West Virginia underwent significant changes in the four decades between 1880 and 1920. The Gilded Age and the Progressive Era witnessed political, social, cultural, and economic upheavals as industrialists looked to exploit natural resources and propel the Mountain State into a position of leadership in a modern national economy. Railroads opened up the remote interior counties, paving the way for the oil, coal, and timber industries. The West Virginia Central and Pittsburg Railway, under the direction of Henry Gassaway Davis, scaled the highest peaks of the Allegheny Mountains. Davis and his business associates quickly took control of the timber and coal reserves in the mountain counties. Local elites allied themselves with larger capitalists, forming partnerships which enabled outsiders to dominate local political and economic life throughout the period.
Religious transformations characterized the period as well. Nation-wide, Protestant missionaries moved into the South, seeking to evangelize, educate, and uplift whites and blacks. Northern churches paid particular attention to the mountain South. However, West Virginia received significantly less money and manpower from national denominations than the other states in Appalachia. State and local religious organizations stepped in and ensured that the rapidly in-creasing population of the state would not go unreached. They used the railroad to their ad-vantage as well.
Methodists, Baptists, and Presbyterians, the three largest Protestant groups in the country and in West Virginia, led the way. All three already had some presence in the mountains, and denominational networks ensured that these mountain churches had some ties to mainline Christianity. Missionaries working in the most remote regions reinforced traditional doctrine and practice while strengthening denominational ties. Churches attracted people of all social ranks, although Methodists and Baptists offered more opportunities for working class members. While the secular affairs of mountain communities and counties remained firmly in control of industrialists and their local affiliates, the sacred sphere remained open for all.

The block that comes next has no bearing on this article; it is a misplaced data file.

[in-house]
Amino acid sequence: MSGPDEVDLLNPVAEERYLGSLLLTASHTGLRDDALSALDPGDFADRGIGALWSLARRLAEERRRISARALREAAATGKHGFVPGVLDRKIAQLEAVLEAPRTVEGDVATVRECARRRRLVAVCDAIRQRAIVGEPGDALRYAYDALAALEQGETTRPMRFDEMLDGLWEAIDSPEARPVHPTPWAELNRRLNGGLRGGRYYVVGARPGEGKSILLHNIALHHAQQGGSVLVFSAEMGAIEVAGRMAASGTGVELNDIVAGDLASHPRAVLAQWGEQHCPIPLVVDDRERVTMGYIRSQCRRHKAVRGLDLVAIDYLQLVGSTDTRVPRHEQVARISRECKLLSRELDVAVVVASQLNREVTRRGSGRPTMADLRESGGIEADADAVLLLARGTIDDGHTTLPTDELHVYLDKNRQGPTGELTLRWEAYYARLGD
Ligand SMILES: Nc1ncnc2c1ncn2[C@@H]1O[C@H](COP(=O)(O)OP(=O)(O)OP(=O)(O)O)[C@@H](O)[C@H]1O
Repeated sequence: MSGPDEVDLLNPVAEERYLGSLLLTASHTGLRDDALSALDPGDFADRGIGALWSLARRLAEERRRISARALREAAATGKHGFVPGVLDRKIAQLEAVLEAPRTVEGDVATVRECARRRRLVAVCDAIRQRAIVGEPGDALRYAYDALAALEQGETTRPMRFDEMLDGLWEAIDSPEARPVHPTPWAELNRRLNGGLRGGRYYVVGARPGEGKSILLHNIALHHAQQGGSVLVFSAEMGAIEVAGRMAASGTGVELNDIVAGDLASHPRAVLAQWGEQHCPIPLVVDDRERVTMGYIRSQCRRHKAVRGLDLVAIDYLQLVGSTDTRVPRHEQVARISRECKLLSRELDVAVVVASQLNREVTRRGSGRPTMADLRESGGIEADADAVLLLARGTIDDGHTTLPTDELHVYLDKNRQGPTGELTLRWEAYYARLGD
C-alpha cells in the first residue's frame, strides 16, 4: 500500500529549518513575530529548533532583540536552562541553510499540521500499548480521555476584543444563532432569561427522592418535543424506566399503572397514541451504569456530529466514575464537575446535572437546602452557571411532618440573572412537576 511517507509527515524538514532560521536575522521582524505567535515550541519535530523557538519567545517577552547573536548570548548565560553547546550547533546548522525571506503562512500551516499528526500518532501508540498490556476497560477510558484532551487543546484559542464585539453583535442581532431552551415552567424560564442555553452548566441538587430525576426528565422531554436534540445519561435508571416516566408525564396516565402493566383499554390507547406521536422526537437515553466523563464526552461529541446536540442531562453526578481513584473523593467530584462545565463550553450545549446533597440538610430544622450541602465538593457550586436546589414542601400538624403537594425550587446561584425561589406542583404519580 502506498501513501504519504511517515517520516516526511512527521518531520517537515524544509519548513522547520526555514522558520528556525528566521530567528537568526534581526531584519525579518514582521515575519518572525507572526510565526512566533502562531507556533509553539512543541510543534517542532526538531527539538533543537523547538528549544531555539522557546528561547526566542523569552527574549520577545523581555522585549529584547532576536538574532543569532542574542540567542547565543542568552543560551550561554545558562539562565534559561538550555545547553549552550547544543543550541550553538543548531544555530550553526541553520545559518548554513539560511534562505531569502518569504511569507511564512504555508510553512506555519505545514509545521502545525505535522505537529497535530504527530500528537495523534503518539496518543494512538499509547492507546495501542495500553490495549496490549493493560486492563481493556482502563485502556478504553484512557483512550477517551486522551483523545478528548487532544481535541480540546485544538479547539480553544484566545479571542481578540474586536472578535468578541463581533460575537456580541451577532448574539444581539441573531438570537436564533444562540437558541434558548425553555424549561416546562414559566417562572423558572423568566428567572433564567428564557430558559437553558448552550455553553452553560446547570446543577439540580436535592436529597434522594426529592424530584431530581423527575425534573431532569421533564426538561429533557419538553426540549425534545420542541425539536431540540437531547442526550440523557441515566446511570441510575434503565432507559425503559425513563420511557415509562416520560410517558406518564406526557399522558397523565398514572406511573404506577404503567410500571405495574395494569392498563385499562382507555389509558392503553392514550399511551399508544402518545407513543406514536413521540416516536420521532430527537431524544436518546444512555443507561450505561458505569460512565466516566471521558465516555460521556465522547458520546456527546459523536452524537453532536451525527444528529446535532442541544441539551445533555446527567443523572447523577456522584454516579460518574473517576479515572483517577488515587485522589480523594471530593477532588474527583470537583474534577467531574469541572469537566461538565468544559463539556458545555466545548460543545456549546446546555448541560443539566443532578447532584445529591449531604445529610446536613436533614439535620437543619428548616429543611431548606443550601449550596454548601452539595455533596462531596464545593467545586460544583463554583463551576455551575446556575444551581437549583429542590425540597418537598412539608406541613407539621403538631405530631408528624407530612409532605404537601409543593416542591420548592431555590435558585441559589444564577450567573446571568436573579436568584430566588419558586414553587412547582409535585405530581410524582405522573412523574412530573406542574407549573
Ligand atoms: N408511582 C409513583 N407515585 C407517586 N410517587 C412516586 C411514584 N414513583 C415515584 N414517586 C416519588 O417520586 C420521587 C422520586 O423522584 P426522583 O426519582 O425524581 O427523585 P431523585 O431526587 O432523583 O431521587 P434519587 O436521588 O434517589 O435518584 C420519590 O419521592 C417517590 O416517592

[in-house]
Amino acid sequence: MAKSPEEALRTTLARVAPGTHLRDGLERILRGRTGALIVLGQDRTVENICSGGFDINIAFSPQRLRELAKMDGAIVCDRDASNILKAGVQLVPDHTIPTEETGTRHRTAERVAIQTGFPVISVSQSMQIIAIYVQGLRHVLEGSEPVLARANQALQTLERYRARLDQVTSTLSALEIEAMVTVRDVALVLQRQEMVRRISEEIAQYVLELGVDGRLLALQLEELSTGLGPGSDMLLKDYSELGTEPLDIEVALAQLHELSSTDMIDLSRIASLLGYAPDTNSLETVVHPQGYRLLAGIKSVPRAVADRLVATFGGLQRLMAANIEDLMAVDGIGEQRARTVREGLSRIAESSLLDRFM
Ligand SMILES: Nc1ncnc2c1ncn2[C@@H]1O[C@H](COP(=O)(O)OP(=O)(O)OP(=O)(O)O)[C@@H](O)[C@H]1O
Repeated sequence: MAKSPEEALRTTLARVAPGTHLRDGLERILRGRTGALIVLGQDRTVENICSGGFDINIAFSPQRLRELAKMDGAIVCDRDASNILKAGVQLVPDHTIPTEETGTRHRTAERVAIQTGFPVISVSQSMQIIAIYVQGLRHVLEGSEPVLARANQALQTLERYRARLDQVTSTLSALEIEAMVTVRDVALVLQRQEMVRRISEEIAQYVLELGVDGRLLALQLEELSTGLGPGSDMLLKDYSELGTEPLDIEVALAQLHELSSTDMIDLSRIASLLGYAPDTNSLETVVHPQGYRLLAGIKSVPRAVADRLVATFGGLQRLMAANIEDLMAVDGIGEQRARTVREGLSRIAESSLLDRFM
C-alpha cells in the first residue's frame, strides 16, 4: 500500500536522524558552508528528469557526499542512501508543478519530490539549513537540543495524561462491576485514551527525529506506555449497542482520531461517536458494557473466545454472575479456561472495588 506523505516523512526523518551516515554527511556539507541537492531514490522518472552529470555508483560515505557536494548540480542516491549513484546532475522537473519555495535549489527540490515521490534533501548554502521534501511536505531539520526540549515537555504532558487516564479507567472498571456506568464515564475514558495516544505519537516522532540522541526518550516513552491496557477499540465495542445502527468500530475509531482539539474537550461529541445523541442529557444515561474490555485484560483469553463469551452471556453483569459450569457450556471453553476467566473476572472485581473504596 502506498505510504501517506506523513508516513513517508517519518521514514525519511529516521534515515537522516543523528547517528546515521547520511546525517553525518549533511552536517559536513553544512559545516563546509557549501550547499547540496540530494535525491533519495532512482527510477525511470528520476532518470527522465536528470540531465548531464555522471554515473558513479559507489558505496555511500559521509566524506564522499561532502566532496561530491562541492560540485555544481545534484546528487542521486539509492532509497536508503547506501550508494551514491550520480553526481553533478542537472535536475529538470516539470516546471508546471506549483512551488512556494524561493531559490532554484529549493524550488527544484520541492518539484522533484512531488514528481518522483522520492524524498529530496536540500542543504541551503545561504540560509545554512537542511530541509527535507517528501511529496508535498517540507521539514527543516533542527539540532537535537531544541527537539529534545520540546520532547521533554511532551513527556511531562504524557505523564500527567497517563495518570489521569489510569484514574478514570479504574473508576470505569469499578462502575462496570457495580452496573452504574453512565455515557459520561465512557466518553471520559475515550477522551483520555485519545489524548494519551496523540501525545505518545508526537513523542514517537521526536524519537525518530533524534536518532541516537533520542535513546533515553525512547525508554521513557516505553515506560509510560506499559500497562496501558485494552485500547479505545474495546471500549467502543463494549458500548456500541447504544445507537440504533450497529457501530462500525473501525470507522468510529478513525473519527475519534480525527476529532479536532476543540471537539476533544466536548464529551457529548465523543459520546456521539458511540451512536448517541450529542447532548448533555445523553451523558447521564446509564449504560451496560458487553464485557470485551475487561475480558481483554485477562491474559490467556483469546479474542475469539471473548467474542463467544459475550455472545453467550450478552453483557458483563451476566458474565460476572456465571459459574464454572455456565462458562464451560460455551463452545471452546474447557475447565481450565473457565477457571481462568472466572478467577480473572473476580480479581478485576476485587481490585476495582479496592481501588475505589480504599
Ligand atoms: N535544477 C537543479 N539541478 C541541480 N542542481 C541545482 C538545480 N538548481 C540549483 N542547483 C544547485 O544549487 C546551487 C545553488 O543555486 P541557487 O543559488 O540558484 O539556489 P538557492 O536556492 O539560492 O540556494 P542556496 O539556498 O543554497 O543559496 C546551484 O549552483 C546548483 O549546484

At the same time, churches across the state joined in increasingly loud calls for moral re-form, particularly for new Sabbath and temperance laws. Thus, Protestant churches across the state reflected a mainline yet conservative doctrinal outlook that emphasized denominational distinctives while championing a unified, broadly Protestant culture for the creation of sought-after Christian America. Industrialists such as Henry Gassaway Davis shared the vision of a Christian America and favored many of the same moral reforms. They worked together with churches to achieve common goals. However, despite the autonomy of the sacred sphere, the secular sphere had become dominant in the Alleghenies, in West Virginia, and in the United States. Thus, when the goals conflicted, as in the case of Sabbath reform, the secular usually won, thus further weakening and isolating the sacred.
|Commitee:||Donovan, Jane, Fones-Wolf, Elizabeth, Frazier, Krystal, Luskey, Brian|
|School:||West Virginia University|
|Department:||Eberly College of Arts and Sciences|
|School Location:||United States -- West Virginia|
|Source:||DAI-A 76/06(E), Dissertation Abstracts International|
|Subjects:||Religion, Religious history, American history|
|Keywords:||Railroads, Religion, West virginia|
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